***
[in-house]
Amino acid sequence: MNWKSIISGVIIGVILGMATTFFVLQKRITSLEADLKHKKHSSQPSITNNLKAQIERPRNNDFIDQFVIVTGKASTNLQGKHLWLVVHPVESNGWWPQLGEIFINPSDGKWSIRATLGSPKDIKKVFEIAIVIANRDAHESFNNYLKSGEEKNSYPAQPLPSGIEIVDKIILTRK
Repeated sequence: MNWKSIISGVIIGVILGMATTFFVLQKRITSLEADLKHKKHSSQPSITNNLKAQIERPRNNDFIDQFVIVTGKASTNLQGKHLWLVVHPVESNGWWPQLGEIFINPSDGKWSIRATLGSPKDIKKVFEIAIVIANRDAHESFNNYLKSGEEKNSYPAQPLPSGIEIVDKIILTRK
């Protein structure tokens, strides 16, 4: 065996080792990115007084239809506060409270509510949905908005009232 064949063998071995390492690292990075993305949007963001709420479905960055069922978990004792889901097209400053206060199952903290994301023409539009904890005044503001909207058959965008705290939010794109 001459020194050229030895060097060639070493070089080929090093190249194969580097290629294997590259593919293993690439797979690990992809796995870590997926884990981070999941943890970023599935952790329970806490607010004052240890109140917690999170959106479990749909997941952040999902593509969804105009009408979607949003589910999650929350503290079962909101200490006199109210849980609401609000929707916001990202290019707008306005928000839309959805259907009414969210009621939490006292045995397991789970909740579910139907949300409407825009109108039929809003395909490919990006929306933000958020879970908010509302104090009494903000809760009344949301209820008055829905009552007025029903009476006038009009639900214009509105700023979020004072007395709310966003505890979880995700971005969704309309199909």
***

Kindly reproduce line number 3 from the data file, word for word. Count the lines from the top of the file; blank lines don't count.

Repeated sequence: MNWKSIISGVIIGVILGMATTFFVLQKRITSLEADLKHKKHSSQPSITNNLKAQIERPRNNDFIDQFVIVTGKASTNLQGKHLWLVVHPVESNGWWPQLGEIFINPSDGKWSIRATLGSPKDIKKVFEIAIVIANRDAHESFNNYLKSGEEKNSYPAQPLPSGIEIVDKIILTRK